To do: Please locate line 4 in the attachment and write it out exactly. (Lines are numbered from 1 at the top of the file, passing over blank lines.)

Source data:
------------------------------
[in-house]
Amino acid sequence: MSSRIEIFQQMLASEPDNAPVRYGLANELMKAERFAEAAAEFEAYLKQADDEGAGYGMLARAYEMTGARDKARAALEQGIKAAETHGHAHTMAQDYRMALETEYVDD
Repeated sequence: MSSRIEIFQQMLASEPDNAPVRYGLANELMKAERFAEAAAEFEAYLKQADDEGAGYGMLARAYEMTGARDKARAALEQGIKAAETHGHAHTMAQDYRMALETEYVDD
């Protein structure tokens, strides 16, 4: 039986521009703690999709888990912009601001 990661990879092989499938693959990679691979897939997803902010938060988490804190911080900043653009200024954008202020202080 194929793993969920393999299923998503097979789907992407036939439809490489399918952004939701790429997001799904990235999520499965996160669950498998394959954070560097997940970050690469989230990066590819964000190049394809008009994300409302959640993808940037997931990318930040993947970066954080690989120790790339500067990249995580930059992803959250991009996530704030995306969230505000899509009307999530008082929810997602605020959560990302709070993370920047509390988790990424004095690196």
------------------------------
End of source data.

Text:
């Protein structure tokens, strides 16, 4: 039986521009703690999709888990912009601001 990661990879092989499938693959990679691979897939997803902010938060988490804190911080900043653009200024954008202020202080 194929793993969920393999299923998503097979789907992407036939439809490489399918952004939701790429997001799904990235999520499965996160669950498998394959954070560097997940970050690469989230990066590819964000190049394809008009994300409302959640993808940037997931990318930040993947970066954080690989120790790339500067990249995580930059992803959250991009996530704030995306969230505000899509009307999530008082929810997602605020959560990302709070993370920047509390988790990424004095690196």